As we discover more about the effects of coronavirus, we’re also learning about a new and rare illness in children that appears to be connected to COVID-19. Dr. Christy Beneri explains what parents should look for and what steps to take if their child develops any of the signs or symptoms.
print-icon

Well Visits, Vaccines and Coronavirus - Get Your Questions Answered
Vaccines and well visits are critical to a child’s healthy development. Here, Dr. Jill Creighton talks about well visits during the coronavirus pandemic and the many precautions being taken to keep your child protected.

Craniosynostosis

print icon Should I be concerned about my baby's head shape?
Craniosynostosis is a condition that affects the head/skull and face. It occurs in one out of 2,500 births. Few pediatric neurosurgeons in our region have the advanced training required to diagnose and treat this condition. David A. Chesler, MD, PhD, a Johns Hopkins fellowship-trained, board-certified pediatric neurosurgeon at Stony Brook Children’s Hospital is an expert in treating craniosynostosis.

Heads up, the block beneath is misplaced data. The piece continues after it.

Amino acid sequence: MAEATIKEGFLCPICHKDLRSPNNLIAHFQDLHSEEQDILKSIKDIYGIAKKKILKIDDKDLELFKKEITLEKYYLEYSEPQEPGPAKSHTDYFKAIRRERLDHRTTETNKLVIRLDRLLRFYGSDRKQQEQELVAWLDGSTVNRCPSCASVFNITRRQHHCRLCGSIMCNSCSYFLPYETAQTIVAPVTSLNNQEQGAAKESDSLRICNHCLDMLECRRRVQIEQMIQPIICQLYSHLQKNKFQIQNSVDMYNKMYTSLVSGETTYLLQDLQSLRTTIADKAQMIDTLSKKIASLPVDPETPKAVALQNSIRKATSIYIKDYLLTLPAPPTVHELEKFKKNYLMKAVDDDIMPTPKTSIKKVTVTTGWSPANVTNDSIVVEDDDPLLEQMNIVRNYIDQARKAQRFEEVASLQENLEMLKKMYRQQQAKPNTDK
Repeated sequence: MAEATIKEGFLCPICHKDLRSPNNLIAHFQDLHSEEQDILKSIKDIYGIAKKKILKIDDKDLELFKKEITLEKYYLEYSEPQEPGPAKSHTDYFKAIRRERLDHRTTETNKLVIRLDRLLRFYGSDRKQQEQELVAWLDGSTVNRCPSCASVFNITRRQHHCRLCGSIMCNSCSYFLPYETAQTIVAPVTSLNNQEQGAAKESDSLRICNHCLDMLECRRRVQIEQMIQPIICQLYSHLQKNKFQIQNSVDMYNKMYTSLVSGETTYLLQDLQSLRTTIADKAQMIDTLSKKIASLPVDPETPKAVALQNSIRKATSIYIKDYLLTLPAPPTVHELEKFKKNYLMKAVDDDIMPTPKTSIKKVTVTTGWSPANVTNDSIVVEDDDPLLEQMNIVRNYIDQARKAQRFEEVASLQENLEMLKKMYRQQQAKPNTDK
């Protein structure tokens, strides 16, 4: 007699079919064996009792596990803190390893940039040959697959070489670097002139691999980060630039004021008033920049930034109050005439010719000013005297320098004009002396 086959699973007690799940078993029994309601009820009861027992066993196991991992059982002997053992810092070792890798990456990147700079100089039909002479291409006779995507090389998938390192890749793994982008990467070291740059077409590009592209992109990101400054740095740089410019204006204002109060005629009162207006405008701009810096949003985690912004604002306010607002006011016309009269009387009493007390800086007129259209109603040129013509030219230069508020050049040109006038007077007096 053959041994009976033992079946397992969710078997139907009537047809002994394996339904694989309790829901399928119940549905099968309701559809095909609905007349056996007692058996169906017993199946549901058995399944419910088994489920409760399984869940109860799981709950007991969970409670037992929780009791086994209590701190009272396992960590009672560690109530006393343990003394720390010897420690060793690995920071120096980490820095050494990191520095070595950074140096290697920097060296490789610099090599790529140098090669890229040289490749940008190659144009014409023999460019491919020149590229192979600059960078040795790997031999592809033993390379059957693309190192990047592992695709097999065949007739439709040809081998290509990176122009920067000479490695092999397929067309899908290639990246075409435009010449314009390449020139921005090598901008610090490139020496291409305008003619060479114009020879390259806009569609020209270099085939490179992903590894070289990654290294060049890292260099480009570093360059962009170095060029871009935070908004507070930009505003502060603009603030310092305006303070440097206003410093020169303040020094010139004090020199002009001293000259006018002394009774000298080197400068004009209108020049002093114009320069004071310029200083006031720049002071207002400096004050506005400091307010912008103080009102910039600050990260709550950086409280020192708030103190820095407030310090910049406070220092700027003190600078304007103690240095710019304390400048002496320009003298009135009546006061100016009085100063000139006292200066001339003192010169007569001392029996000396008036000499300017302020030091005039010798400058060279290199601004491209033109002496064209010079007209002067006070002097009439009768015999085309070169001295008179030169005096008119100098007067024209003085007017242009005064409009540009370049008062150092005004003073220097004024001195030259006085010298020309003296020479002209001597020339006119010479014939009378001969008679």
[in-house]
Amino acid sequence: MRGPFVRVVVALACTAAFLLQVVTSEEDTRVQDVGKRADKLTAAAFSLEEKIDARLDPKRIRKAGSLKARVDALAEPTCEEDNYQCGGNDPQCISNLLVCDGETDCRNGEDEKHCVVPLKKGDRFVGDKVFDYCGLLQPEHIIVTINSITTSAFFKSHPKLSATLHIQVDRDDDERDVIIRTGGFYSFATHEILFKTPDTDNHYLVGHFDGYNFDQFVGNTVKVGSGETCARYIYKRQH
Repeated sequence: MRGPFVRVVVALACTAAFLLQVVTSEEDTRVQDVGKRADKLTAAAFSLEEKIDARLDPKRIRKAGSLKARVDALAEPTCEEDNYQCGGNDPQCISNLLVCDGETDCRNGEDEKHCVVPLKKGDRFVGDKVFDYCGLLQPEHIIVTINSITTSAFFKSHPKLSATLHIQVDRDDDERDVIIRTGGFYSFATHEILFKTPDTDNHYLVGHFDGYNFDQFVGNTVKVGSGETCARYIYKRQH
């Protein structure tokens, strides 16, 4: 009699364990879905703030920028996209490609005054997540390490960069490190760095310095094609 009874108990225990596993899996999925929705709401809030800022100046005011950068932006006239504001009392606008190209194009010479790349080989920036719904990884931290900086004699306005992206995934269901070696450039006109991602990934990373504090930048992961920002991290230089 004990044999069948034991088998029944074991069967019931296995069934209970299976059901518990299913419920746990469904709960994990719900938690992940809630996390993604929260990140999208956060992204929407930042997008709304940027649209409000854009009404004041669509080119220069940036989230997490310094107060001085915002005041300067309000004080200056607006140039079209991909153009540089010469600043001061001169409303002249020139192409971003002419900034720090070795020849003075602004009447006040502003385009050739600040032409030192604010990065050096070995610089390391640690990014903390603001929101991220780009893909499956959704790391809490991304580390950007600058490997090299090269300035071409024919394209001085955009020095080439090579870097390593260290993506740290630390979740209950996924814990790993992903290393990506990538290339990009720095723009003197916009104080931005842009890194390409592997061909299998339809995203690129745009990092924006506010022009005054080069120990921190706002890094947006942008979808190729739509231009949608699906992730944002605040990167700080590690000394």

Dementia

print icon Are Alzheimer's Disease and Dementia the Same Thing?         
Dementia is a term that describes a wide range of symptoms associated with a decline in memory or other thinking skills severe enough to reduce a person’s ability to perform everyday activities. It has been called one of the greatest global challenges for health and social care in the 21st century.

Diabetes

print-icon What You Should Know About Diabetes and Obesity
Aurora Pryor, MD, talks about the relationship between diabetes and obesity.
print-icon What You Need to Know About Diabetes in Children
Pediatric endocrinologists, Thomas A. Wilson, MD, Professor of Pediatrics, Division of Pediatric Endocrinology, and Jennifer Osipoff, MD, Assistant Professor of Pediatrics, Division of Pediatric Endocrinology, discuss diabetes in children and the treatments available at Stony Brook Children's Service.
print-icon Small, Achievable Ways to Lower Your Risk for Diabetes
It's an important time to raise awareness about Diabetes as it reaches epidemic proportions. Endocrinologist and diabetes expert Joshua D. Miller, MD, MPH, takes a unique approach with his patients, advocating for small, achievable changes that can make a big difference.

Epilepsy

print-icon Does having a seizure mean you have epilepsy?
Epilepsy and seizures affect more than three million Americans. Rebecca Spiegel, MD, a neurologist and Director, and Chuck Mikell, MD, a neurosurgeon, from our Stony Brook Comprehensive Epilepsy Center, explain the difference between a seizure and epilepsy.  

Food Allergies

print-icon Questions about Food Allergies in Children